Body camera questions continue at Austin City Hall


AUSTIN (KXAN) – A new series of proposals from a state-wide public policy watchdog aims to clear up what appears to be ongoing confusion over when the public will be able to access Austin police body worn camera (BWC) videos and when people’s privacy will be protected.

The Texas Criminal Justice Coalition also recommends setting a timeline for the release of all critical incident video in cases such as officer-involved shootings.

“Body cameras are likely to provide the best factual information about an incident that citizens and the department have ever had. That is why they are a widely supported approach to accountability and can help build trust between the police force and those who pay their salaries,” wrote Kathy Mitchell in the four-page brief expected to be presented at Austin’s Public Safety Committee meeting Monday afternoon.

Thursday, the Austin City Council held off on approving contracts for the APD’s long-awaited body camera program. Council tossed the issue to the four-member Public Safety Committee meeting Monday afternoon in hopes of first clarifying various questions about APD’s final BWC policy released two weeks ago.

Regarding the release of video, APD Body Camera Policy 2015 states: “The Department will comply with all applicable laws… Open Records requests will be processed through the Department Coordinator in central records.”

Council Member for District 1, Ora Houston, who also sits on the Committee, said she wanted more formalized specifics for when video could be withheld from public release, such as times when children are recorded in a domestic violence situation.

The policy based on state law, says officers can turn off their cameras when someone expects a reasonable amount of privacy, such as in their own home and if the officer can explain in their follow up incident reporting why they’re doing it.

The Texas Criminal Justice Coalition Monday issued the brief calling for more guidance for APD officers – including clearer policy wording on:

  • How body cameras will be used in First Amendment-protected activities, and the relationship between this data and surveillance technologies available to law enforcement
  • How body cameras should be used in a “private space” (e.g., a private home), and clearer guidelines for turning off the camera upon request to protect certain classes of individuals (witnesses, children, etc.)
  • Notification to the public that interactions are being videotaped (several jurisdictions have done this already)
  • A procedure for documenting on the video itself the discretionary decisions by officers to turn off the camera
  • Public disclosure of critical incident video that is not taken in “private spaces”

‘Prompt public release’ of BWC video

As for increasing transparency and public trust the Coalition suggests “a clearly defined subset of such video be incorporated into a standardized and even-handed procedure for prompt public release” such as:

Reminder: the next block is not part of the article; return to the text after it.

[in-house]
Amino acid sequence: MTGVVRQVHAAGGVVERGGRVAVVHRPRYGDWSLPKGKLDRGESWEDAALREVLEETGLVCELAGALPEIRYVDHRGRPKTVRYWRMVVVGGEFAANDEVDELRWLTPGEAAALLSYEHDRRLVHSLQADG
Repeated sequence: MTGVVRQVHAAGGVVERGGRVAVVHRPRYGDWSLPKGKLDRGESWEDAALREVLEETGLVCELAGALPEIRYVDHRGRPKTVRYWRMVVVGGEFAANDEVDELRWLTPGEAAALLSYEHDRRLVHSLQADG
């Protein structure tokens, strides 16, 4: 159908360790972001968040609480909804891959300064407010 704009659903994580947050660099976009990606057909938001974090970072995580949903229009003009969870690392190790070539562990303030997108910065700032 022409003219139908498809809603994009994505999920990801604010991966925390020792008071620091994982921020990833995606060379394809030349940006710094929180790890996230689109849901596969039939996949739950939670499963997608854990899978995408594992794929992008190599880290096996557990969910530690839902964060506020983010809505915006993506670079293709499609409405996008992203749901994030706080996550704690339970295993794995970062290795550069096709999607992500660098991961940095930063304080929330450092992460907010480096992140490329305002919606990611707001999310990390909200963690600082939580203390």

• deadly force (regardless of the nature of that force)
  • all officer-involved shootings
  • all tasings
  • other use of force incidents that result in an investigation; and
  • any incident that results in a complaint to the Office of the Police Monitor (OPM) by a member of the public

For incidents involving use of force:

  • During the first three days after an incident, while investigators are pursuing immediate leads and conducting initial interviews, and while the officer is viewing all the videotape as required by law before making a statement, the video can remain confidential.
  • After that three day period, a copy of all the video, including any dash cam video that might also exist, should be given to the person harmed or the family of the deceased or a lawyer representing the person harmed or the family of the deceased.
  • After another three days, all the video should be released to the public.
  • If body camera or dash camera video clearly displays the faces of children or the faces of witnesses, the video should be released with the faces blurred.

Right now, APD typically will not release dash cam video of a critical incident until the criminal justice process has concluded. In the recent fatal shooting of David Joseph, the District Attorney’s Office released the video after a grand jury no-billed the officer involved.

The Coalition memo concludes: For incidents that result in a complaint to the OPM by a member of the public, essentially the same framework should be implemented, except that the timeframe would start with the filing of the complaint. A member of the public whose offense “constitutes a misdemeanor punishable by fine only and does not result in arrest” (e.g. traffic stop video) must be told about their right to decide not to allow release of the video to the general public in accordance with 1701.661(f). The complainant should always be given a copy of the video of his or her own interaction with the officer, regardless of that choice. The City should publicly post the procedure for members of the public to request and receive video of their own interactions with officers.

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